- Demonstrate the ability to develop an agenda that frames issues of relevance to both urban and rural constituencies.
- Recognize and address the impact of global corporatization as it relates to issues of economic and environmental justice.
- Have potential for attracting the interest and support of other funders.
Ms. Foundation For Women
Ms. Foundation for Women
The mission of the Ms. Foundation for Women is to build women’s collective power in the U.S. to advance equity and justice for all. We achieve our mission by investing in, and strengthening, the capacity of women-led movements to advance meaningful social, cultural and economic change in the lives of women. Ms. has six grantmaking initiatives, one of which is the Birth Justice Initiative.
Birth Justice Initiative
Our Birth Justice Initiative aims to:
- advance equitable birth outcomes and experiences;
- strengthen the capacity, organizational infrastructure, and financial stability of grassroots Black, Indigenous and women of color-led birth justice organizations; and
- expand the frame of birth justice to support intersectional movements and strategies that recognize the full spectrum of experiences and identities in birthing, parenting, and family building.
We believe that Black, Indigenous, and women of color (including trans women and non-binary people) are key experts and should be decision-makers in shaping policy and culture change around birth justice. By investing directly into organizations led by and for women and girls of color, we are ensuring that the movement to address racial based disparities in healthcare, including birth outcomes and experiences, is led by those who are impacted most. Strengthening the collective power of communities of color is critical to addressing the root causes of these disparities and advancing birth justice for all.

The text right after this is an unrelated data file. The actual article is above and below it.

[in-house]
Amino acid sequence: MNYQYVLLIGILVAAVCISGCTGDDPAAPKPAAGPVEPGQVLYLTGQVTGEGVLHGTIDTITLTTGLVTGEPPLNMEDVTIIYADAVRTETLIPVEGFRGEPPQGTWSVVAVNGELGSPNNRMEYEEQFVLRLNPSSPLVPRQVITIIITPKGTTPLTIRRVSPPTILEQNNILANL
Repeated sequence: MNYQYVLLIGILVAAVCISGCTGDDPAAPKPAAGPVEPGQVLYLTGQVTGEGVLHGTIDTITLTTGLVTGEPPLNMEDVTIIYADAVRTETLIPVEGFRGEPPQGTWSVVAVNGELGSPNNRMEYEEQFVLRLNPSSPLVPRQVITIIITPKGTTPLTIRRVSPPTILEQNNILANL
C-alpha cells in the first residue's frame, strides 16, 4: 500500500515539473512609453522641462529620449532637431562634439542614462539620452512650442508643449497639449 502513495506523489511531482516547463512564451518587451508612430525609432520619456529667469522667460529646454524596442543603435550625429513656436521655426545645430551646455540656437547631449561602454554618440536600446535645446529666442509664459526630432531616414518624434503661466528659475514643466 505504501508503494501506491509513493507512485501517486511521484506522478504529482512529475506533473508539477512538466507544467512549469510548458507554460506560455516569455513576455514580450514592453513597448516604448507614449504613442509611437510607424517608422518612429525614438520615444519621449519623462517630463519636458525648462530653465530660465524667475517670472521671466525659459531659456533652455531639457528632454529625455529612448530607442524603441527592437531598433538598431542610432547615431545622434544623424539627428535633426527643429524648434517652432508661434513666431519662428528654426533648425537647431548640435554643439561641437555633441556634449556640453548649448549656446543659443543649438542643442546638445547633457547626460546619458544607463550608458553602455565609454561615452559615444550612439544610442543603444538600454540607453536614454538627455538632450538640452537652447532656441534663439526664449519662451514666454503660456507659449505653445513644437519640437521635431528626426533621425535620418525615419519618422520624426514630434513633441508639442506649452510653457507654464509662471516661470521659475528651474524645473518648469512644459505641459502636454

The U.S. has one of the highest maternal mortality rates of all developed nations and Black women die at three to four times the rate of white women in birth – one of the widest racial disparities in women’s health. Systemic racism, implicit bias, and anti-Blackness all contribute to the significant disparities in birth outcomes among Black, Indigenous and birthing people of color. Moreover, the spectrum of intersectional issues that comprise birth justice and the ability to have children and parent with dignity, are not only limited to the birth process.
As such, the Ms. Foundation’s Birth Justice Initiative invests in organizations who represent the full spectrum of birth experiences including–but not limited to–preconception health, mental health and wellness, infertility, abortion access and abortion care, comprehensive sex and sexuality education, non-racist culturally affirming and gender expansive healthcare, access to birth workers of color, access to lactation support and services, postpartum health and wellness, grief and loss care and support, and sexual assault prevention and survivor support services. Organizations supported collectively utilize a range of movement building strategies to advance birth justice—such as narrative change, policy and systems change, advocacy, leadership development, direct service among others. And finally, they work at the intersection of birth justice and other movements, such as disability justice, youth justice, LGBTQIA+ justice, environmental justice, economic justice, and criminal legal reform.
During this cycle, Ms. will provide one-time grants ranging from $50,000 to $100,000 to selected organizations not currently receiving funding from Ms.’ Birth Justice Initiative. The grant period will comprise two years.
Like what you saw?
We have 10,000+ more grants for you.
Create your 14-day free account to find out which ones are good fits for your nonprofit.
Not ready yet? Browse more grants.